The Open Championship is the next stage of the experiment. Despite serious security breaches at Wembley, he said he was confident the Slumbers Open would not face similar problems as fans without tickets broke through the barriers and entered the stadium.

“Great sporting events need big crowds,” he said. “We’ve worked really hard with the government to get this done. We are all very conscious of the environment in which we work. There are very strict conditions for any of these spectators to enter the field and they are kept further from the players than we would normally do. ”

Royal St. George’s is the southernmost route of the British Open rotation and the closest route to London which is one reason why it remains in rotation. Although the Open began at Prestwick Golf Club in Scotland in 1860, Royal St. George’s was the first English course to host it.

More than a century later, opinions continue to divide due to several blind tee hits and bumpy fairways that can create unexpected jumps and send good-hitting shots into hard hits.

After an unusually wet spring, this roughness is higher than usual, which can lead to more challenging scoring conditions on a par-70 course that is by no means a paradise.

“This week will be a bonus to keep him on the fairway,” said Darren Clarke. “This long thing is really long and thick.”

Northern Irish Clarke, won the 2011 Open, Royal St. George’s only major championship. He did so at age 42, in weather ranging from sunny and good-natured to a Saturday storm that shattered umbrellas and the hopes of many competitors.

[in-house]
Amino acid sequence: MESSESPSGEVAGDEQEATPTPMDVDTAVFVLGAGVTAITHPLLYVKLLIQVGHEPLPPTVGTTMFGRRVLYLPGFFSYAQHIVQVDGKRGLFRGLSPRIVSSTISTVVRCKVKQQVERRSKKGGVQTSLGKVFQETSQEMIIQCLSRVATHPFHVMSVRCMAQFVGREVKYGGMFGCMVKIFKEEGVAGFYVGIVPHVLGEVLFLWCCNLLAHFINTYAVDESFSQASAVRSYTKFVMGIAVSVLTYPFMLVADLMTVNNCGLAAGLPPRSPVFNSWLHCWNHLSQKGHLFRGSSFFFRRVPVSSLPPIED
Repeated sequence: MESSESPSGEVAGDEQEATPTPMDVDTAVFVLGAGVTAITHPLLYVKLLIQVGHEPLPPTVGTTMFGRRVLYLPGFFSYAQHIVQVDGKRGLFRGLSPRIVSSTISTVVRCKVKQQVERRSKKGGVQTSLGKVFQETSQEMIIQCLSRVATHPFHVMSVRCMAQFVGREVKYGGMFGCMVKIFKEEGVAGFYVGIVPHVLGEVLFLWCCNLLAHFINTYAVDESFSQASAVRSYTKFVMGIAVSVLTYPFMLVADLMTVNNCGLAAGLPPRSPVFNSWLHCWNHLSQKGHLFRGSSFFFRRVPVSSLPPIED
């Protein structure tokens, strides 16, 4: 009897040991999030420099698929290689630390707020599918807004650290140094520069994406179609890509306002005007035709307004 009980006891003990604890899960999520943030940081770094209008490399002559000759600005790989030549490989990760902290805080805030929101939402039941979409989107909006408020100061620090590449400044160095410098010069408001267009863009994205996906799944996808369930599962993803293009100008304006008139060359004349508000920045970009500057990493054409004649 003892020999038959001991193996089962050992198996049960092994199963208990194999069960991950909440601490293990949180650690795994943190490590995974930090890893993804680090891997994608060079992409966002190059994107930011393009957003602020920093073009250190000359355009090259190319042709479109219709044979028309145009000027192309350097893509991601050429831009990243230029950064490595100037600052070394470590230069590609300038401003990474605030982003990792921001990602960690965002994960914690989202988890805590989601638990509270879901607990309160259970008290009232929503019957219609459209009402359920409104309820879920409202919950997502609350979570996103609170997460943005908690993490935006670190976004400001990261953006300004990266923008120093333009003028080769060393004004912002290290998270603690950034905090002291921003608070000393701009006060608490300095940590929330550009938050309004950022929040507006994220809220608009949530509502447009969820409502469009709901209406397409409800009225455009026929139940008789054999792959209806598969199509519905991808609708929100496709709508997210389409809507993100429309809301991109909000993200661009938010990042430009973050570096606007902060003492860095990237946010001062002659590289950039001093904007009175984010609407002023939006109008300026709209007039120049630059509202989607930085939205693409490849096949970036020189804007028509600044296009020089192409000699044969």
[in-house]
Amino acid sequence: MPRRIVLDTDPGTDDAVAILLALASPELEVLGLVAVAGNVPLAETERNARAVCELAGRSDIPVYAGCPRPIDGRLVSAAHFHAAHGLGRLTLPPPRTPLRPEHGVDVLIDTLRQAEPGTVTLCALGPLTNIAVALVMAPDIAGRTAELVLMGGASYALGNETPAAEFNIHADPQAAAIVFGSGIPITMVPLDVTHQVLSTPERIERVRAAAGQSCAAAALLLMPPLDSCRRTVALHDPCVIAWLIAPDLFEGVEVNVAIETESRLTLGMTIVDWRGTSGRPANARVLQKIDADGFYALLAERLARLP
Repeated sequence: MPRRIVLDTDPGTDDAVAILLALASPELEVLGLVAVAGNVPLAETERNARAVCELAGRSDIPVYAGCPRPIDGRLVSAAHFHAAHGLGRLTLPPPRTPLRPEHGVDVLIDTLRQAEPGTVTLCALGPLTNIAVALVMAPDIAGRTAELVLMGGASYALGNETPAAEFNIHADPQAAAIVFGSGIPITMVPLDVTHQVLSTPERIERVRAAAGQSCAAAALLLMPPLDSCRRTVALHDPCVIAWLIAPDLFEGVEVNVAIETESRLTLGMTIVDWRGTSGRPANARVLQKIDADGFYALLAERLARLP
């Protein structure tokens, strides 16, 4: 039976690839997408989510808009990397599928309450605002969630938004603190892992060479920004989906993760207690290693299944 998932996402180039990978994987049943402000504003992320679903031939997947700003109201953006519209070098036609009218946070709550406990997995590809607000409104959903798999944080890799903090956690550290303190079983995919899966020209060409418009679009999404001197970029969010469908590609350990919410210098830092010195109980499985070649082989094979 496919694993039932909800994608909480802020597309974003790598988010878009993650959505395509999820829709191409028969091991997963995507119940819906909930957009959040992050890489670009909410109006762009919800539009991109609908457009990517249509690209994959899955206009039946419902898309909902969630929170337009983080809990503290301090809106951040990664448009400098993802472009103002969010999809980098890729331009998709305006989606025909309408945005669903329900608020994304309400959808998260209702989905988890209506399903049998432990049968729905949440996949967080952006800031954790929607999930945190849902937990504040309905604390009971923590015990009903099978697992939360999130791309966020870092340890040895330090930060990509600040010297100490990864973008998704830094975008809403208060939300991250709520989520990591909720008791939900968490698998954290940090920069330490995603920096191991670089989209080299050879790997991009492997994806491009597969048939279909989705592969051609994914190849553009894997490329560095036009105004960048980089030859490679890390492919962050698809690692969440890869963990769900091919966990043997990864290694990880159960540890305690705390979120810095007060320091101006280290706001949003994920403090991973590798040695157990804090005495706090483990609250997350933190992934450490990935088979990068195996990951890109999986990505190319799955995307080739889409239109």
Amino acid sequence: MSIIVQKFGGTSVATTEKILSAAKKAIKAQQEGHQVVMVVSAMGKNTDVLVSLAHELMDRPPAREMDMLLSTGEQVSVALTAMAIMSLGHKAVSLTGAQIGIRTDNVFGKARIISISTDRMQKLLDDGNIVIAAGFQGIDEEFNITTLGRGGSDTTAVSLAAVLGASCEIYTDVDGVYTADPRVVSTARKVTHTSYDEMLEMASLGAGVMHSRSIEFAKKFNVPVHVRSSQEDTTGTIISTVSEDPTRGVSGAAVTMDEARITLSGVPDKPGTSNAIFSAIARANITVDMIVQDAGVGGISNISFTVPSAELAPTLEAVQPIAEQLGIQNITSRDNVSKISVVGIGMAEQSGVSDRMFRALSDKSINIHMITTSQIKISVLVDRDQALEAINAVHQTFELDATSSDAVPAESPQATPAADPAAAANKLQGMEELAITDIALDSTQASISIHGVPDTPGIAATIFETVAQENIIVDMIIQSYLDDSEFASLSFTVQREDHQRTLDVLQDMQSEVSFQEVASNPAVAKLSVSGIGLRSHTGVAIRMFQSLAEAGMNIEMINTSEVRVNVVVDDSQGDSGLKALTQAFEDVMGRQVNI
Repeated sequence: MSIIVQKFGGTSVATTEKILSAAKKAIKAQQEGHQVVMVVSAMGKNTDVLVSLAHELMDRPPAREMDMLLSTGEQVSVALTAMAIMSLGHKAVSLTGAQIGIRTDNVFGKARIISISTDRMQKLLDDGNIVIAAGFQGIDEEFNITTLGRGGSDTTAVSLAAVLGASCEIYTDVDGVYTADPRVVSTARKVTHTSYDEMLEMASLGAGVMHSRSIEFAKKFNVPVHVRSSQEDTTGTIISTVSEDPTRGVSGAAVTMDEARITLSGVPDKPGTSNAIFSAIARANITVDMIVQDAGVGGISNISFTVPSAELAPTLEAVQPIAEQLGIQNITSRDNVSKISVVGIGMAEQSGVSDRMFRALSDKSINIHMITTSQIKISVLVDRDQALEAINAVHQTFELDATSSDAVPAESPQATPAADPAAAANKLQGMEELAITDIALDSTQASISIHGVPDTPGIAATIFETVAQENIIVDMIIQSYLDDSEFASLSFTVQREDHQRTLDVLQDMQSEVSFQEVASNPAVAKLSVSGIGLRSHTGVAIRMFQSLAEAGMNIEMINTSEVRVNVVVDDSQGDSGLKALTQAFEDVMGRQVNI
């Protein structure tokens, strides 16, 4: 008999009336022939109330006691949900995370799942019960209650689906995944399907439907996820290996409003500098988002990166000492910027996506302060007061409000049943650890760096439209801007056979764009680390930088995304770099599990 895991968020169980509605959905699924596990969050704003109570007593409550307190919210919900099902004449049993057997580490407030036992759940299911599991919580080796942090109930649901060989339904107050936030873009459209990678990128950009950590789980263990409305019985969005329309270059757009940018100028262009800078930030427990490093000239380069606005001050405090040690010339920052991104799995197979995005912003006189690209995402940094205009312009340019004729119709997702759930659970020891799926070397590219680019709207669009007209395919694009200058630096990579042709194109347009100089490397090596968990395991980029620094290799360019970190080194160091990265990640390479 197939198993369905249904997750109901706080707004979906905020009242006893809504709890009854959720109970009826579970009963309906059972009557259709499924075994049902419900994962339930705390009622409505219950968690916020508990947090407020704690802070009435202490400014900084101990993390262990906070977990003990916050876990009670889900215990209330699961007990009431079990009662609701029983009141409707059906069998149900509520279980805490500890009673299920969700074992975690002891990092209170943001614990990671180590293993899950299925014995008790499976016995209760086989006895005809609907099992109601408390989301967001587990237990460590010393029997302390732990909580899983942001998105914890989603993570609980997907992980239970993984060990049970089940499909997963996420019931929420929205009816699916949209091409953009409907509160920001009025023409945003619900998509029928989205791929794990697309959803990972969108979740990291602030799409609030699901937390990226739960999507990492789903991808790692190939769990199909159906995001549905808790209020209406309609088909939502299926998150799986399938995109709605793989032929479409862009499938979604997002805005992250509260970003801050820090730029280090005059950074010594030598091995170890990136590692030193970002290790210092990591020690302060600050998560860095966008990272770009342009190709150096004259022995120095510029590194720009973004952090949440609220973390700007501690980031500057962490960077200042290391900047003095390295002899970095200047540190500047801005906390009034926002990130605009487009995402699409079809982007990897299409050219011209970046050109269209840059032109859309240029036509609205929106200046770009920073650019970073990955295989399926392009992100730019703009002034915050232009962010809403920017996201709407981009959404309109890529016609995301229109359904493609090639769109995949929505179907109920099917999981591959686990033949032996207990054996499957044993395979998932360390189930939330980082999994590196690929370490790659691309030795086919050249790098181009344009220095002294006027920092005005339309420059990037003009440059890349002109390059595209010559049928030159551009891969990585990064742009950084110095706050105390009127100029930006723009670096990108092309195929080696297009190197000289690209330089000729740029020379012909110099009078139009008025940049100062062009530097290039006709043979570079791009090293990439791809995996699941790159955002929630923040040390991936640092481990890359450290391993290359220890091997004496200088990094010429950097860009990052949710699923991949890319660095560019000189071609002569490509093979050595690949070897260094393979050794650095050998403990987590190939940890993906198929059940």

But Clarke, who grew up playing at the Royal Portrush and other major Irish links courses, was able to weather the storm with the help of two sports psychologists and her ability to drop the ball flight.

He finished five points under, three strokes ahead of Phil Mickelson and Dustin Johnson.

“My whole mentality was very accepting,” Clarke said on Wednesday. “You can shoot really well on this golf course. But we have to say that because of the ripple – like any connection but maybe a little more here, especially if it’s solid and fast – you can get some weird jumps. It’s part of the connection play, but it can get a little worse here sometimes. I was very ready to accept that week.”

The splashes should be less extreme at the start of this year’s tournament as the rain softens the grass. But the forecast requires dry weather, and links courses can solidify quickly.

Royal St. George’s head green goalkeeper, Paul Larsen, said in an interview Wednesday night that he and his team are trying to prepare the fairways and the first rough kick to reduce the chance of shots that randomly turn into deep trouble.

“We didn’t do this for any complaint, but because we wanted to make it fairer,” Larsen said. whose untamed black hair mop gained popularity on social media.

His vest, with the white cliffs visible in the distance, seems to be a fitting reflection of the strong winds on this scenic stretch of the English coast.

As Larsen’s team walked the field, filling in the gaps and the Royal St. Wednesday night was relatively quiet as George prepared for his biggest moment of the decade. As it worked, electronic scoreboards next to the greens displayed pictures of past winners there. Some were multiple Open champions, such as Harry Vardon, Walter Hagen, Henry Cotton, Bobby Locke, and Greg Norman. Others were big surprises like Clarke and American. Ben Curtis in 2003.

On Sunday night, after an unusually long wait, another man will join them.